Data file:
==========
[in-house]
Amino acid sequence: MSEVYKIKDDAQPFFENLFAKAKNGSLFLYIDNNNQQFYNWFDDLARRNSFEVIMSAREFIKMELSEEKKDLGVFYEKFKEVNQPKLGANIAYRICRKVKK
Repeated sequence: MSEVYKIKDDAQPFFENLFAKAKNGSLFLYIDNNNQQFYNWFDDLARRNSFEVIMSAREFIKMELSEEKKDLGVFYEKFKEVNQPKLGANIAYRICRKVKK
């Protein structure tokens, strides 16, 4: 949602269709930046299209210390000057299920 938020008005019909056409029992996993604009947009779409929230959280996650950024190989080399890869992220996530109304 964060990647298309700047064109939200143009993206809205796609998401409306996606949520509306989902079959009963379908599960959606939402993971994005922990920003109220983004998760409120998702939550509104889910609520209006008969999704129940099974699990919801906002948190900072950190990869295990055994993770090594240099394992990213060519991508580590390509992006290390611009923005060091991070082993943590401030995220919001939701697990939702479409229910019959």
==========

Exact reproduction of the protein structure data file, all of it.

[in-house]
Amino acid sequence: MSEVYKIKDDAQPFFENLFAKAKNGSLFLYIDNNNQQFYNWFDDLARRNSFEVIMSAREFIKMELSEEKKDLGVFYEKFKEVNQPKLGANIAYRICRKVKK
Repeated sequence: MSEVYKIKDDAQPFFENLFAKAKNGSLFLYIDNNNQQFYNWFDDLARRNSFEVIMSAREFIKMELSEEKKDLGVFYEKFKEVNQPKLGANIAYRICRKVKK
């Protein structure tokens, strides 16, 4: 949602269709930046299209210390000057299920 938020008005019909056409029992996993604009947009779409929230959280996650950024190989080399890869992220996530109304 964060990647298309700047064109939200143009993206809205796609998401409306996606949520509306989902079959009963379908599960959606939402993971994005922990920003109220983004998760409120998702939550509104889910609520209006008969999704129940099974699990919801906002948190900072950190990869295990055994993770090594240099394992990213060519991508580590390509992006290390611009923005060091991070082993943590401030995220919001939701697990939702479409229910019959």